The founders of the Lesbian Herstory Archives have dedicated their lives to preserving the lesbian community’s stories, and with her film “Love Letter Rescue Squad,” filmmaker Megan Rossman is doing the same for them.
The seven-minute film is part of a feature-length documentary Rossman is working on about the Archives’ founders, including Deb Edel and Joan Nestle. The Archives, housed in New York City, is the world’s largest collection of materials by and about lesbians.
You can see “Love Letter Rescue Squad” at 9 p.m., Thursday, Sept. 28, at Reeling: The Chicago LGBTQ+ International Film Festival. The film is being screened as part of “Lives: Visible | SHORTS!” Click here for tickets and more information.
Full disclosure: Megan and her partner are two of my favorite people in the Universe. We’ve volunteered together for years as mentors for the student project of NLGJA: The Association of LGBTQ Journalists. I tried not to #fangirl her too much during this email exchange, but I couldn’t help myself at the end. Trust me, if your fantastic friend’s film won an award at Cannes, you’d fangirl her, too.
How did you decide to focus on the Archives?
I wanted to do a story about a senior LGBT activist as part of a scholarship application. The Lesbian Herstory Archives is in my neighborhood, so I reached out to them. Both Maxine Wolfe and Deb Edel said they’d be happy to do an interview. That was the beginning of a multi-year, multi-film journey.
This is part of a feature-length documentary project – how is that going?
It’s going really well! I’m wrapping up production this month and have moved into the editing process. The feature is set to be done in May 2018.
Where else has this film screened?
“Love Letter Rescue Squad” premiered at the American Pavilion at the Cannes Film Festival, where it won best student documentary. Since then, it has played at Outfest in Los Angeles and at the Cinema Queer International Film Festival in Stockholm, Sweden. In October, it’s having its New York premier at NewFest.
What has the experience of interviewing the founders & other women been like?
It has been really empowering. I came to the archives looking for a piece of myself, and through this process, I’ve gotten more comfortable with who I am. That’s the thing that’s amazing to me: Here are these women who’ve been through what you’re going through, and they’ve not only survived, but thrived. It gives me hope.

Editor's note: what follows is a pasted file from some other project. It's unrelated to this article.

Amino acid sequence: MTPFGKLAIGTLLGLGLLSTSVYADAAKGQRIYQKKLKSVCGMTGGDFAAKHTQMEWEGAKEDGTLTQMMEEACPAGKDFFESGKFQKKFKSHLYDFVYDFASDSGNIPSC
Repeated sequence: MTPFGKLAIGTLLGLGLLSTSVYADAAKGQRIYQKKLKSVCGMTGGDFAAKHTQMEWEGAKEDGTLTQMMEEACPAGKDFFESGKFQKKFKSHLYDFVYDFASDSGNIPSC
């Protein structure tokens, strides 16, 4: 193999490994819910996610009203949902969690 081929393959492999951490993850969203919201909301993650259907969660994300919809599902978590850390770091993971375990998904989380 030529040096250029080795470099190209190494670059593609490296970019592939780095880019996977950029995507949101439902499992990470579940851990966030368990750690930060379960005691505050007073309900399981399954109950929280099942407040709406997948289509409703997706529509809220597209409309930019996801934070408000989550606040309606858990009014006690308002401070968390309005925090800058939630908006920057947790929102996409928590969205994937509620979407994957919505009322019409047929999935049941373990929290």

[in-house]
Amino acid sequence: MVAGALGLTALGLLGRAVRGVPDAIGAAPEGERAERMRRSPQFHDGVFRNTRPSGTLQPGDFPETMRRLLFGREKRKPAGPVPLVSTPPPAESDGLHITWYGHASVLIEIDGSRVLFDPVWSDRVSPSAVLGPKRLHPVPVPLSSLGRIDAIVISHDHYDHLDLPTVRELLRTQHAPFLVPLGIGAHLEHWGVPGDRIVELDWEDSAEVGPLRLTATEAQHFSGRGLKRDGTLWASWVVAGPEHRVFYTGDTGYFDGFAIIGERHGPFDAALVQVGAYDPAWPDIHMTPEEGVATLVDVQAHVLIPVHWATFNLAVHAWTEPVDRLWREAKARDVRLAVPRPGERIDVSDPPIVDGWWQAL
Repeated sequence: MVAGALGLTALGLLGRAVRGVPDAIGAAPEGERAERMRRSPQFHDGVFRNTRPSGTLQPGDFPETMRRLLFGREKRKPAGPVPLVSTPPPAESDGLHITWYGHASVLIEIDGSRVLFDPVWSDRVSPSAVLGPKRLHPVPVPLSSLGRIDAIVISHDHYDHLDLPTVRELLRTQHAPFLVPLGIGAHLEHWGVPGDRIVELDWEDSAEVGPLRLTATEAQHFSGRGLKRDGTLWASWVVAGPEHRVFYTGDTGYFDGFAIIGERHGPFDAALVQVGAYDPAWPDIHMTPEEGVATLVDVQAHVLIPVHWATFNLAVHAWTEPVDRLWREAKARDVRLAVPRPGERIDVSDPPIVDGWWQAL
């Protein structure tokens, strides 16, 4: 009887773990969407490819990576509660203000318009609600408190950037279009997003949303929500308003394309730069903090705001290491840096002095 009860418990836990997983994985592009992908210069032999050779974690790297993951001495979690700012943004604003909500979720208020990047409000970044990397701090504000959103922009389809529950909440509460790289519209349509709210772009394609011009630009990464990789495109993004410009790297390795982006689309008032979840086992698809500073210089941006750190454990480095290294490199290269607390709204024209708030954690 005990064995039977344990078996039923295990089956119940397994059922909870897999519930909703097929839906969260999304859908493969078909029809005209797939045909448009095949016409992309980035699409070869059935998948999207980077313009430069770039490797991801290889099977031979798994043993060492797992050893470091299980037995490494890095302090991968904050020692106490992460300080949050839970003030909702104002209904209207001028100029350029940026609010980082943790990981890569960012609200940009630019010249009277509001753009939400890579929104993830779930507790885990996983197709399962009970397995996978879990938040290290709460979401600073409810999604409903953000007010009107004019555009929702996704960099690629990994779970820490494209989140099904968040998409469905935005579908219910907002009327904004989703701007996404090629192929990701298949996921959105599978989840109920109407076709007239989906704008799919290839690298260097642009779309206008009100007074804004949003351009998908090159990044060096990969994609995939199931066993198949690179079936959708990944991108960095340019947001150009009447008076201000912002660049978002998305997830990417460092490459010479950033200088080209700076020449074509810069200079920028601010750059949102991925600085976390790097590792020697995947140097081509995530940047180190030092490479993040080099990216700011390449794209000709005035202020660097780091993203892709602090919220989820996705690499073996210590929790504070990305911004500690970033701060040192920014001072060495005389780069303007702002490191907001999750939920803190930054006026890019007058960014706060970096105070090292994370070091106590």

What can audiences expect?
Audiences will learn about how a group of lesbians rallied to preserve their history and see some of the materials the group has collected.
What do you make of the idea that the lesbian identity is disappearing?
I’ve been asking that question a lot in my interviews for the feature-length project. What I’ve realized is that “lesbian” is just a word. The language was different when the Lesbian Herstory Archives was founded, and it’s going to continue to change. Our community is evolving, which is great! But there are still people, including myself, who identify as lesbian.
How does it feel to be so Awesome?
Ha! What feels the most awesome to me is that this group of women has embraced me and this project with warmth and love. I’m so grateful for all of the support I’ve gotten – including from the women at the Lesbian Herstory Archives, my MFA program at Hunter College, the Princess Grace Foundation, and my dedicated partner, who gives me daily feedback on the film. It’s been one of the best experiences of my life.
Karen Hawkins is the Founder and Rebelle in Chief of Rebellious Magazine. She is a recovering mainstream media reporter and editor who wants to thank her former boss for naming the online magazine she's...
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